South Koreans are scrambling to incinerate their dead like never before, a trend that has forced the government to revise the law and allow funeral homes to cremate bodies, rather than ship them to one of only four crematoriums in the entire nation. That certainly seems like a much-needed legal step, given the recent increase in South Korea’s cremation rate:
According to the Health Ministry, the nation’s cremation rate for 2008 marked 61.9 percent, up from 27.5 percent 10 years ago.
That stat got us thinking about the trends in the United States. The Cremation Association of North America breaks it all down here:
Since 2000, CANA has projected the cremation rate to 2010 and 2025, which based on current confirmed figures of 2006 (33.61%) and preliminary 2007 figures (34.89%), stand at 39.03% for 2010 and 58.89% for 2025, which equates to nearly 1,909,802 United States cremations in 2025.
There’s a lot of simple economics at play here. As nations develop and property values increase, burial space becomes increasingly dear, making cremation the clear budget-conscious choice. But we reckon that both secularization and physical mobility play a role in cremation trends, too. Secular families surely place less emphasis on the rituals of regularly paying respects to headstones, while children who’ve dispersed hundreds of miles from their birthplaces are less apt to value the existence of permanent markers.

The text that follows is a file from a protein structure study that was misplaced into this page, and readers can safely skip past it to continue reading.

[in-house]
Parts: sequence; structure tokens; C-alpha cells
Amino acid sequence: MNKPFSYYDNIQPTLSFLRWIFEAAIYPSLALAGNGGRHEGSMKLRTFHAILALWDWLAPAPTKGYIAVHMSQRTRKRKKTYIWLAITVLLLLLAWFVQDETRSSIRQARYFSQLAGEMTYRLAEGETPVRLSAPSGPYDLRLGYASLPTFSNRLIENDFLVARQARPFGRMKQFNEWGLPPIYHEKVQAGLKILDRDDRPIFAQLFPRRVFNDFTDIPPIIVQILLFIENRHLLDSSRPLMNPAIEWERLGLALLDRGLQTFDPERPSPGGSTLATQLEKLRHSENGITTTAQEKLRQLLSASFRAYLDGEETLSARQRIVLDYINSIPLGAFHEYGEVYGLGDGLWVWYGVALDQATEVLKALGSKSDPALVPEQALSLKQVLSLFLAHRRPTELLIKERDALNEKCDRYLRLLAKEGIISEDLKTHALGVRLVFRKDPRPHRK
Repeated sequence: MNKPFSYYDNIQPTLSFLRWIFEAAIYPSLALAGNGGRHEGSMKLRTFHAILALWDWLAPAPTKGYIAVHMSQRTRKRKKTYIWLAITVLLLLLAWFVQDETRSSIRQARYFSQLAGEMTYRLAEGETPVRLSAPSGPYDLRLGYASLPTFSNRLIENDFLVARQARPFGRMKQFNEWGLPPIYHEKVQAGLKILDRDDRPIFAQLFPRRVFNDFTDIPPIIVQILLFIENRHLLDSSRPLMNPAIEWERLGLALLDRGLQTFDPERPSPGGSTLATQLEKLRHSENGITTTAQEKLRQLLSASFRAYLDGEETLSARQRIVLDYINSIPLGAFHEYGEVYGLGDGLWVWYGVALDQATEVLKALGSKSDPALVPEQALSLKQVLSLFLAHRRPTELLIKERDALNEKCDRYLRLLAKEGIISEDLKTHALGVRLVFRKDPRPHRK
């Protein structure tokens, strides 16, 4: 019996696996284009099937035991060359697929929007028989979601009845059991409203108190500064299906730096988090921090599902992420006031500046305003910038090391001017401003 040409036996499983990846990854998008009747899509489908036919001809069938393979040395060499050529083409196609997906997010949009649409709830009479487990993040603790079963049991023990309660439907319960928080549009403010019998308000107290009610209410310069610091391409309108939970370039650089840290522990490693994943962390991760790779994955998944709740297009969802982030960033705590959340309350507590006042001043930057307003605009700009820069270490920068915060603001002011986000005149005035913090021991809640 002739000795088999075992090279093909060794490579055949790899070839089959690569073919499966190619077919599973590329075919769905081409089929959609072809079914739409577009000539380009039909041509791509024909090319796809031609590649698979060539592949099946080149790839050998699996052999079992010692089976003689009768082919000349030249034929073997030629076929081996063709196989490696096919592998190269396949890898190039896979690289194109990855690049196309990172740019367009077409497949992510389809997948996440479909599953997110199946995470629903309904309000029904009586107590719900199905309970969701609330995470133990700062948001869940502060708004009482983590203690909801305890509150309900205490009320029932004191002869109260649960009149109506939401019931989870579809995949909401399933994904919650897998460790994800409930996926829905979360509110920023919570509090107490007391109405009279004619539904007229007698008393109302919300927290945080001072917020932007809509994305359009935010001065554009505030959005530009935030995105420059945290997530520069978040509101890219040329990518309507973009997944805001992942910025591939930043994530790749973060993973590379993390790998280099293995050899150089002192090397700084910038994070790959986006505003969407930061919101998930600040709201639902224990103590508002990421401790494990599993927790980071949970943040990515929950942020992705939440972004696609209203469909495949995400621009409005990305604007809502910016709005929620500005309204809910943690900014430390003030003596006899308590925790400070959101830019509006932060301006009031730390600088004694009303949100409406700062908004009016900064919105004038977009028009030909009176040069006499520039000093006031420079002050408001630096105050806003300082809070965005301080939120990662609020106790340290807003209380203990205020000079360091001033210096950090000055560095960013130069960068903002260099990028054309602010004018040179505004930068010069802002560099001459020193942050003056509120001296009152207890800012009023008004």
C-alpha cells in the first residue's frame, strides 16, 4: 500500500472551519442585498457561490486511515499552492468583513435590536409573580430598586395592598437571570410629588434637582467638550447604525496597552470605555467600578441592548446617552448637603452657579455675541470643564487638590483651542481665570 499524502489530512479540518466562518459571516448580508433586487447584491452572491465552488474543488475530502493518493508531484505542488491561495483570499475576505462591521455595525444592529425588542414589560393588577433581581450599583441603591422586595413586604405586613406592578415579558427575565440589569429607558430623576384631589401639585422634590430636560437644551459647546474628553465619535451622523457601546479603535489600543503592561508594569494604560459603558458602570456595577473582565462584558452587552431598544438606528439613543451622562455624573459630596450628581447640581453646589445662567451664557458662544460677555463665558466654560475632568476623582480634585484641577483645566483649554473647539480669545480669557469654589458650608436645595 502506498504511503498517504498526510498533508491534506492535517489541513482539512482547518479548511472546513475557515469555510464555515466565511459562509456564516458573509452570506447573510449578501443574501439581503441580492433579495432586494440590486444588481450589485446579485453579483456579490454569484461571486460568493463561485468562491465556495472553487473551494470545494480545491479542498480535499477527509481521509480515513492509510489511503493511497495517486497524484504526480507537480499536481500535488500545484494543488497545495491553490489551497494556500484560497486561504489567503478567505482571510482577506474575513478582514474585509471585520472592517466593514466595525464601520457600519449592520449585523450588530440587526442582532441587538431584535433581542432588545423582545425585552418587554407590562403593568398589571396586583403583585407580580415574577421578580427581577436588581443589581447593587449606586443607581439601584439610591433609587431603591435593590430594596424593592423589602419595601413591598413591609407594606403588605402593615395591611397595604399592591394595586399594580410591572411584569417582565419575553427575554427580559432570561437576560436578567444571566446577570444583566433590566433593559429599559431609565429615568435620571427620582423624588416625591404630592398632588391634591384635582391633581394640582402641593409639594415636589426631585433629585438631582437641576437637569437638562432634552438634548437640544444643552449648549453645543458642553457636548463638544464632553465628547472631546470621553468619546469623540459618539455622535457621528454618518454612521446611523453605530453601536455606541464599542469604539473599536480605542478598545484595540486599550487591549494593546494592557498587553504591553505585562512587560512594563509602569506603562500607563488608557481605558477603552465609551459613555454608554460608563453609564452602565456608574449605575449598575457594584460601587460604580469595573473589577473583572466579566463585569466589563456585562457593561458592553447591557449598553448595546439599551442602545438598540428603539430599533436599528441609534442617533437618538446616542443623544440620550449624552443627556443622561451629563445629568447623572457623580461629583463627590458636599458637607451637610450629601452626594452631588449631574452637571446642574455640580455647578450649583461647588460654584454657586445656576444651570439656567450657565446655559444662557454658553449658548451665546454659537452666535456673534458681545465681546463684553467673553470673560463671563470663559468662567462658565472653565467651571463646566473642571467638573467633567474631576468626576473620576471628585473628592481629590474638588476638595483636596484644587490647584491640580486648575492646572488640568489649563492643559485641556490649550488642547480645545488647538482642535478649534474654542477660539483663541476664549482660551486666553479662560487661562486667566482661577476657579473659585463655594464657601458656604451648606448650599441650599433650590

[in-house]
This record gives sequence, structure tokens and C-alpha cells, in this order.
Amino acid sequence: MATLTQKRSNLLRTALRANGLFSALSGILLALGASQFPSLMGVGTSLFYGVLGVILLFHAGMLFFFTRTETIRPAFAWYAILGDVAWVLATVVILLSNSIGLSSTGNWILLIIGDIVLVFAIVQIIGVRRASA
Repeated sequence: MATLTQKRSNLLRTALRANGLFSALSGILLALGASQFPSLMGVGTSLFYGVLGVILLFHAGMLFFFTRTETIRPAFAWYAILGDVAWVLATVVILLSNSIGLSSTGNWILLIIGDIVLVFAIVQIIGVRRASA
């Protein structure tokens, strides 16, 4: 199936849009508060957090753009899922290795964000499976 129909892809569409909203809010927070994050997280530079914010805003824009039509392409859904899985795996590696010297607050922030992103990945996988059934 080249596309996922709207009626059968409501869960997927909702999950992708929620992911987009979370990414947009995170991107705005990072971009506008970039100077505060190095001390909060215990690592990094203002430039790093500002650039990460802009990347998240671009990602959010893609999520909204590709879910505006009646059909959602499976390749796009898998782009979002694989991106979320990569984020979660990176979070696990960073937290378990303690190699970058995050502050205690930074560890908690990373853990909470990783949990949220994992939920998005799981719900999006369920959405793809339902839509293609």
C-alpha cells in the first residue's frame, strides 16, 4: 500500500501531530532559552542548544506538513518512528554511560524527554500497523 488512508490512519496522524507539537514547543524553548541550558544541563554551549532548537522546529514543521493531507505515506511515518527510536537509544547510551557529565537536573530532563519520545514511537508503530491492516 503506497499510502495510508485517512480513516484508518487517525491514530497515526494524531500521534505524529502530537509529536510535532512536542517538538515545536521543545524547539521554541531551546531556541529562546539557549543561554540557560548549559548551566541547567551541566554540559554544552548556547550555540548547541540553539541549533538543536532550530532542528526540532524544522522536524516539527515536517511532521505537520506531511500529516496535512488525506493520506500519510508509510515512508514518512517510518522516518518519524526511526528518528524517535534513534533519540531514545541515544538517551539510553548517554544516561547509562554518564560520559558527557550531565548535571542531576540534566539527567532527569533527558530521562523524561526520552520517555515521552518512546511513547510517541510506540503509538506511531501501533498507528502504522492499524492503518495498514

The state-by-state breakdown of cremation rates lends credence to these theories. Note that cremation is most popular in the Far West, while least popular in the Deep South. The spread is pretty enormous—nearly two-thirds of Washingtonians end up as ashes, versus just 3.22 percent of Tennesseans.
The Volunteer State rate is actually bafflingly low—the second-to-last state on the list, Alabama, more than doubles the Tennessee rate. Perhaps there’s some Elvis envy at work around Memphis.
(Image via 7Junipers.com)